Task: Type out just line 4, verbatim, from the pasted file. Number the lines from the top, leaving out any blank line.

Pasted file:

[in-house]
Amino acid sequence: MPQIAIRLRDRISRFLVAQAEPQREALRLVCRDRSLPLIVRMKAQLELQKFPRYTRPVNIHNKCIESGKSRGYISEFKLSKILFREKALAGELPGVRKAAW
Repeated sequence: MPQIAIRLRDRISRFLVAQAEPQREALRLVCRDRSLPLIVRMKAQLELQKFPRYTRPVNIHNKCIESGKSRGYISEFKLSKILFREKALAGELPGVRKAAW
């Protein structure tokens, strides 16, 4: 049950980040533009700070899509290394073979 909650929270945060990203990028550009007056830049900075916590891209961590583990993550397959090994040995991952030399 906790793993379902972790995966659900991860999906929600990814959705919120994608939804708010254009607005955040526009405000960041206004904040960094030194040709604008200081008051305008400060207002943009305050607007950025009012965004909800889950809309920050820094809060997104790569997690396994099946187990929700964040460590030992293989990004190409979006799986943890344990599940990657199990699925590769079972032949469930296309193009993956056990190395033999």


């Protein structure tokens, strides 16, 4: 049950980040533009700070899509290394073979 909650929270945060990203990028550009007056830049900075916590891209961590583990993550397959090994040995991952030399 906790793993379902972790995966659900991860999906929600990814959705919120994608939804708010254009607005955040526009405000960041206004904040960094030194040709604008200081008051305008400060207002943009305050607007950025009012965004909800889950809309920050820094809060997104790569997690396994099946187990929700964040460590030992293989990004190409979006799986943890344990599940990657199990699925590769079972032949469930296309193009993956056990190395033999």